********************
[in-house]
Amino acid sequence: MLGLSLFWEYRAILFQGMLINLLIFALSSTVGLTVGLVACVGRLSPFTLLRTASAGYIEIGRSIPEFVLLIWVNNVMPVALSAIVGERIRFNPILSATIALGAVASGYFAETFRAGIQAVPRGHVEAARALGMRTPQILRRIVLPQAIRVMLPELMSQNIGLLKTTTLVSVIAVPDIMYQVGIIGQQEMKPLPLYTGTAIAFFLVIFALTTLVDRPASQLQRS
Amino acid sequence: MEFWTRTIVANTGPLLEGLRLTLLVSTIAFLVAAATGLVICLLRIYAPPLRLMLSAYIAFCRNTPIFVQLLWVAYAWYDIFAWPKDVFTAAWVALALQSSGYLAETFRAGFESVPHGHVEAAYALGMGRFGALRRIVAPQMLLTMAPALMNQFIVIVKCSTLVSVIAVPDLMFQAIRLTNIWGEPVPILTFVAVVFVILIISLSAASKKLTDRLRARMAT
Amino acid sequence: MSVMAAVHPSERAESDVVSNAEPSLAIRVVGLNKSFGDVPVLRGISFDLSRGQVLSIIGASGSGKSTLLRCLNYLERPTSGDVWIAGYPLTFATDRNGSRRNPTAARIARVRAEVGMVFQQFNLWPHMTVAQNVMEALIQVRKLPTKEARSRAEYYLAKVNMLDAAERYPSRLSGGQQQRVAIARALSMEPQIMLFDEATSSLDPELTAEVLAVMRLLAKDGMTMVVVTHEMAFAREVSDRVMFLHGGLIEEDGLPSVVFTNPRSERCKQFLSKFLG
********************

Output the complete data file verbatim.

[in-house]
Amino acid sequence: MLGLSLFWEYRAILFQGMLINLLIFALSSTVGLTVGLVACVGRLSPFTLLRTASAGYIEIGRSIPEFVLLIWVNNVMPVALSAIVGERIRFNPILSATIALGAVASGYFAETFRAGIQAVPRGHVEAARALGMRTPQILRRIVLPQAIRVMLPELMSQNIGLLKTTTLVSVIAVPDIMYQVGIIGQQEMKPLPLYTGTAIAFFLVIFALTTLVDRPASQLQRS
Amino acid sequence: MEFWTRTIVANTGPLLEGLRLTLLVSTIAFLVAAATGLVICLLRIYAPPLRLMLSAYIAFCRNTPIFVQLLWVAYAWYDIFAWPKDVFTAAWVALALQSSGYLAETFRAGFESVPHGHVEAAYALGMGRFGALRRIVAPQMLLTMAPALMNQFIVIVKCSTLVSVIAVPDLMFQAIRLTNIWGEPVPILTFVAVVFVILIISLSAASKKLTDRLRARMAT
Amino acid sequence: MSVMAAVHPSERAESDVVSNAEPSLAIRVVGLNKSFGDVPVLRGISFDLSRGQVLSIIGASGSGKSTLLRCLNYLERPTSGDVWIAGYPLTFATDRNGSRRNPTAARIARVRAEVGMVFQQFNLWPHMTVAQNVMEALIQVRKLPTKEARSRAEYYLAKVNMLDAAERYPSRLSGGQQQRVAIARALSMEPQIMLFDEATSSLDPELTAEVLAVMRLLAKDGMTMVVVTHEMAFAREVSDRVMFLHGGLIEEDGLPSVVFTNPRSERCKQFLSKFLG